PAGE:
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Homes, businesses, and cities powered by the sun are not free from the power grid because solar panels cannot store all the energy they collect for later use. The most popular form of renewable energy storage that dominates the solar photovoltaic and electric car industry is a solid-state lithium-ion battery. The most recent competitor to take the top dog spot is the Tesla Power Wall. A relatively new kid on the block that may bump that dominance down a few bars is Solar Flow technology.

Can flow batteries solve the electricity storage problem?… “Flow batteries can make grid-scale energy storage economical and boost the use of intermittent energy sources.” – Prof. Werner Antweiler, Ph.D., Sep. 2014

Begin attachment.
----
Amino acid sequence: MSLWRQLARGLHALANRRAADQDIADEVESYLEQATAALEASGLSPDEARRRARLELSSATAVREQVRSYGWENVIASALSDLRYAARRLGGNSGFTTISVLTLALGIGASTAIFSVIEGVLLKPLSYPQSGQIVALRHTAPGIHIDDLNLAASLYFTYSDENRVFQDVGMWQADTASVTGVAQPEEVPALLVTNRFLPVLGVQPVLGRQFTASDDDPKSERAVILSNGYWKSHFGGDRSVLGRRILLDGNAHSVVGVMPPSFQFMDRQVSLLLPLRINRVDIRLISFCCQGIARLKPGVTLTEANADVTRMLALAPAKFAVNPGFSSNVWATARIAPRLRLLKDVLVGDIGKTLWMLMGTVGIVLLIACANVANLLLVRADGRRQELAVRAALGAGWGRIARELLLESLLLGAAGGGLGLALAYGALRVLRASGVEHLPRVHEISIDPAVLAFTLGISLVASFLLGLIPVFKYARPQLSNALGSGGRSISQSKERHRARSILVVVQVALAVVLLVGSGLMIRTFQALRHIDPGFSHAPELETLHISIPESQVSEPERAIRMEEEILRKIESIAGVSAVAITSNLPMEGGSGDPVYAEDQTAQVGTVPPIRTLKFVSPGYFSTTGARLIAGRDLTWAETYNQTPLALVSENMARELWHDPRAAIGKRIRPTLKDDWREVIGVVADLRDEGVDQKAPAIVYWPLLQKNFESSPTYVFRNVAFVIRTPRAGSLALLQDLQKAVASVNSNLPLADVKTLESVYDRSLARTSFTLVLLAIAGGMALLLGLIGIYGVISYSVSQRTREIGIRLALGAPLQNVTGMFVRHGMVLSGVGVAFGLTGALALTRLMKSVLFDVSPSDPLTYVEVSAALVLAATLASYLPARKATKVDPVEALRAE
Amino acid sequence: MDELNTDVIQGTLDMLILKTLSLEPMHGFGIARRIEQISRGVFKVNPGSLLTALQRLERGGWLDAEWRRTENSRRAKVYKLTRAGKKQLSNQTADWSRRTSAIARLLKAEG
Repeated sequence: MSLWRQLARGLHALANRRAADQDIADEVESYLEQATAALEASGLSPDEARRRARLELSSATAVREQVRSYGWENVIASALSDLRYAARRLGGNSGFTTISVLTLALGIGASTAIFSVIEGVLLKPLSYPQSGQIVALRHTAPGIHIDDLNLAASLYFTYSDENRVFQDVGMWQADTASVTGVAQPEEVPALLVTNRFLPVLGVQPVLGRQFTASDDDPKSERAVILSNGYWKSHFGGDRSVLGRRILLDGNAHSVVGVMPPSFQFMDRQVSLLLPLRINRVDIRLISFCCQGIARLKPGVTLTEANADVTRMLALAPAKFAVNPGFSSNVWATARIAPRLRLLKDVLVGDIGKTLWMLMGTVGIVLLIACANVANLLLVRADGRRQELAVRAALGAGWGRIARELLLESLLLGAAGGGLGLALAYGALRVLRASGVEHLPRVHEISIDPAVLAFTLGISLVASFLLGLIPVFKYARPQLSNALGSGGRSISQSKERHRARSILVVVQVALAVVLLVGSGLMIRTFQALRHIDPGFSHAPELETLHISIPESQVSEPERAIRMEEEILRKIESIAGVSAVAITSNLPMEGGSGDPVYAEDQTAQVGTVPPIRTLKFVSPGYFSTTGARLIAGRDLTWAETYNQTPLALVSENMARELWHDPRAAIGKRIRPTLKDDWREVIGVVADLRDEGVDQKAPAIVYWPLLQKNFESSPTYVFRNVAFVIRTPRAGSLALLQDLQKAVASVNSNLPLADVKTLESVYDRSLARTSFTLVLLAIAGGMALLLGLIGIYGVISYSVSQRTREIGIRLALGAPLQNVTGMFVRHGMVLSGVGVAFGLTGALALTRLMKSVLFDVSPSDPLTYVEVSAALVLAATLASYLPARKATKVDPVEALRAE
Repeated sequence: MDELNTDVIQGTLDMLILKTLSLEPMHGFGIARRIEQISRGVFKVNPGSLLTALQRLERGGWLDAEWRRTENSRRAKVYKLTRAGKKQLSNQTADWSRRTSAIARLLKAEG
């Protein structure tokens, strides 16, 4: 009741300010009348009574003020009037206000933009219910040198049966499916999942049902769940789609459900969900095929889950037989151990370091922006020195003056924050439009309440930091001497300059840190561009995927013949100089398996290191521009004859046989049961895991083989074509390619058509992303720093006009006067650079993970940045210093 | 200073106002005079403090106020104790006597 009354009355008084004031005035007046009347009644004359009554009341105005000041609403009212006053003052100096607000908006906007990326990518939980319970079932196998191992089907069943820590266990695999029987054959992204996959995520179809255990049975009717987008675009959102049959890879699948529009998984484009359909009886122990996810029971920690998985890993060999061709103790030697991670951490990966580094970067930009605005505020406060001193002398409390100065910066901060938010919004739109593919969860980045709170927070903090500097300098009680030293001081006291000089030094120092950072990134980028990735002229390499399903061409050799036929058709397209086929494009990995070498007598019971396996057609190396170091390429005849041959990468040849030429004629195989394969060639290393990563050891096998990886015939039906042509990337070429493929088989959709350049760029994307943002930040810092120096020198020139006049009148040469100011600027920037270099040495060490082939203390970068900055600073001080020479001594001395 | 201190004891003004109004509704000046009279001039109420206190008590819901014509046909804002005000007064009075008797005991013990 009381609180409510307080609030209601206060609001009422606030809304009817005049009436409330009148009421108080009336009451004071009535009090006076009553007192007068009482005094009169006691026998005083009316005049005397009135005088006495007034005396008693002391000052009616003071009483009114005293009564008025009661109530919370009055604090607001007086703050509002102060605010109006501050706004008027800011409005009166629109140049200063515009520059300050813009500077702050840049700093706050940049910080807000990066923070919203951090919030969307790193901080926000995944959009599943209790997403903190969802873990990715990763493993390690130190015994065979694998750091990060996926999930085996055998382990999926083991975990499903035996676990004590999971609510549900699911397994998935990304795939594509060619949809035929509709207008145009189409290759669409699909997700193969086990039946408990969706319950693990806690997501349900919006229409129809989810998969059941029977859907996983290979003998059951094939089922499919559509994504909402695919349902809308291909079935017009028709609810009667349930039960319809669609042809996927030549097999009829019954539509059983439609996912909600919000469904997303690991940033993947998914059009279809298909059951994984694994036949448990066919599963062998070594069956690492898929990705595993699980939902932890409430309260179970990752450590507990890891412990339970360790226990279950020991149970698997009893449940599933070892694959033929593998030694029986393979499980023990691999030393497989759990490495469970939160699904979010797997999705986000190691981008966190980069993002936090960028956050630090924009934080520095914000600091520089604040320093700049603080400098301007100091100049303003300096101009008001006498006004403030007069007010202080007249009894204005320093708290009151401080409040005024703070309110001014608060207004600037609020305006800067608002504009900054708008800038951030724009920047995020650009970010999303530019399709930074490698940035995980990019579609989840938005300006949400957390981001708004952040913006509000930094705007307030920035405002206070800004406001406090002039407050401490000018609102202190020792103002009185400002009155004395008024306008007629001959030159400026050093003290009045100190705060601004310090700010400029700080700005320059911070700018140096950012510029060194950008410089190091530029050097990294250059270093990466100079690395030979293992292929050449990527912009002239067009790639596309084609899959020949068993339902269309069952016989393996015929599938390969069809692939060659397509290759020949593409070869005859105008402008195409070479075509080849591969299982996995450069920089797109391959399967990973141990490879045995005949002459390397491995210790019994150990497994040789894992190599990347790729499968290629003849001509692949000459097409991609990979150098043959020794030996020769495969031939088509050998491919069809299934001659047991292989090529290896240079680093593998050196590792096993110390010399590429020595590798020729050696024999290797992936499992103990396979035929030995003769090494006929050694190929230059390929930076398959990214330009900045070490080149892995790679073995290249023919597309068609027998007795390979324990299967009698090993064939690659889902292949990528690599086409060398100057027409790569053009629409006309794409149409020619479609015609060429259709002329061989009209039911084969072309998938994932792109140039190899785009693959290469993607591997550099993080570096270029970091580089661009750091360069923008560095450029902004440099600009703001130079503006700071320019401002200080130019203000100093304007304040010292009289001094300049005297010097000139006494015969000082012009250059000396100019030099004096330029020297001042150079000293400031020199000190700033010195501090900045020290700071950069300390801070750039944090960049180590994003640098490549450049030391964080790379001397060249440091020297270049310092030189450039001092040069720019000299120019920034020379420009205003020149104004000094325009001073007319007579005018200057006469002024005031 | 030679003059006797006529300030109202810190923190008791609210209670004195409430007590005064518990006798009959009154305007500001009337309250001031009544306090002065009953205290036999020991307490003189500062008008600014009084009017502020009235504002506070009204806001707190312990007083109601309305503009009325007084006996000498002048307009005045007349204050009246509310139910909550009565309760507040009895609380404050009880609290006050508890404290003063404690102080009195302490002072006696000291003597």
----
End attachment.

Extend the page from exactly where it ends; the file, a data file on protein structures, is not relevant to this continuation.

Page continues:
What is a flow battery? Solid-state batteries such as lithium-ion accumulate energy within a solid electrode material like metal, but flow batteries store their energy in external electrolyte liquid tanks. Flow batteries are much easier to scale up than solid-state systems because there is no need for huge batteries. With a flow battery system you simply make the tanks bigger. Timothy Cook is a chemist at the University at Buffalo and an expert on flow battery technology. Cook explains: “you really simplify how to make the battery grow in capacity… we’re not making flow batteries to power a cell phone, we’re thinking about buildings and industrial sites.”

A flow battery is made of the following components:

  1. Two separate liquids containing electroactive chemicals
  2. A membrane to prevent the chemicals from mixing while allowing for ion exchange to occur through it
  3. An electrochemical cell enables extraction of stored energy in the solutions for use as electricity
  4. Storage tanks and the pumps to cycle solutions through the cell